Category Archives: Magical Writing

Noticing new things when reading a book for the nth time is my happy thought

I have read To Kill a Mockingbird about five times. Love. That. Book. But I always struggled with the freaking year it’s set in. I always thought it was the thirties, but so many people told me it was the turn of the century, or the forties, or even the fifties, and I was never sure.

But now I’m reading it again for my awesome independent study, and I found this line: “But it was a time of vague optimism for some of the people: Maycomb County had recently been told that it had nothing to fear but fear itself.”

Oh, to write so eloquently as to state the year without ever stating the year. Oh, to be able to write a book that requires five readings before finding that amazing line, just because all the other lines are so great that they can’t all be caught the first time through.


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Magical Writing: The Absolutely True Diary of a Part-Time Indian

“Look at all these books,” he said.

“There aren’t that many,” I said. It was a small library in a small high school in a small town.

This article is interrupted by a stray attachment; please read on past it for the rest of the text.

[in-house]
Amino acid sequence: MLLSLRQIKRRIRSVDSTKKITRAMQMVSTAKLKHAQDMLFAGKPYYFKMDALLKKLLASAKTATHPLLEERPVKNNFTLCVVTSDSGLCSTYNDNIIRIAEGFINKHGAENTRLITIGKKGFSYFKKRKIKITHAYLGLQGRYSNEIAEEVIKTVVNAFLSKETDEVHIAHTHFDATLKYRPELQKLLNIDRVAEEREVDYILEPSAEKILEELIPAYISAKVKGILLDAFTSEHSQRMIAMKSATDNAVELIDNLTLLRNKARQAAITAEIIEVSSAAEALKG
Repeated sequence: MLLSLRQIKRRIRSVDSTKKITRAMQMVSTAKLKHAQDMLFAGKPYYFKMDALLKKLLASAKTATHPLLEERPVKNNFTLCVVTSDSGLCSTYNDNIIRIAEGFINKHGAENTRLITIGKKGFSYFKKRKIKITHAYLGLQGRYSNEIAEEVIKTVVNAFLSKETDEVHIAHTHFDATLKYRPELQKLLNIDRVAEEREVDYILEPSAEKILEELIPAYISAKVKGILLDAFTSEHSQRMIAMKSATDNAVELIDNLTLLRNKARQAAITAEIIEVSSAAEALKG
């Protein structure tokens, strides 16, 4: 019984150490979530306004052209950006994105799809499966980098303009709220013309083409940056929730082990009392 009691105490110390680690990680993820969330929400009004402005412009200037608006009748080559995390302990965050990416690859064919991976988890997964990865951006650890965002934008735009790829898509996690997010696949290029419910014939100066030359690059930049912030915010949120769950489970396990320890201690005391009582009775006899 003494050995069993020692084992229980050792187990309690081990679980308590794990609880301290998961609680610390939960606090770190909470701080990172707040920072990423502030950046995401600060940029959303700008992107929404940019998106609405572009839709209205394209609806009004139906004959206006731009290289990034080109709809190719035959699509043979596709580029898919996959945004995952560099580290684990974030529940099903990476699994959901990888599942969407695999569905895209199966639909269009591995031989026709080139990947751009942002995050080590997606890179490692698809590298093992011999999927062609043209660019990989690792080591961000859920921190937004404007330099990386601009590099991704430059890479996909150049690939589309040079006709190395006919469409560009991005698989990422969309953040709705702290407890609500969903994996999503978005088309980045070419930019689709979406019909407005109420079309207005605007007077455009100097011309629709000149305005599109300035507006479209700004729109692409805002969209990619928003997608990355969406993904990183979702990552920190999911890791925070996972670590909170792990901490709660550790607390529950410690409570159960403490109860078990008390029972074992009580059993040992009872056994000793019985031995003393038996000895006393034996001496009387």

“There are three thousand four hundred and twelve books here,” Gordy said. “I know that because I counted them.”

“Okay, now you’re officially a freak,” I said.

“Yes, it’s a small library. It’s a tiny one. But if you read one of these books a day, it would still take you almost ten years to finish.”

“What’s your point?”

“The world, even the smallest parts of it, is filled with things you don’t know.”

Wow. That was a huge idea.

Any town, even one as small as Reardan, was a place of mystery. And that meant Wellpinit, that smaller, Indian town, was also a place of mystery.

“Okay, so it’s like each of these books is a mystery. Every book is a mystery. And if you read all the books ever written, it’s like you’ve read one giant mystery. And no matter how much you learn, you just keep on learning there is so much more you need to learn.”

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Magical Writing: The Curious Incident of the Dog in the Night-time

And when I was asleep I had one of my favorite dreams. Sometimes I have it during the day, but then it’s a day-dream. But I often have it at night as well.

And in the dream nearly everyone on the earth is dead, because they have caught a virus. But it’s not like a normal virus. It’s like a computer virus. And people catch it because of the meaning of something an infected person says and the meaning of what they do with their faces when they say it, which means that people can also get it from watching an infected person on television, which means that it spreads around the world really quickly….

And eventually there is no one left in the world except people who don’t look at other people’s faces and who don’t know what these pictures mean

and these people are all special people like me. And they like being on their own and I hardly ever see them because they are like okapi in the jungle in Congo, which are a kind of antelope and very shy and rare.

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Magical Writing: The Catcher in the Rye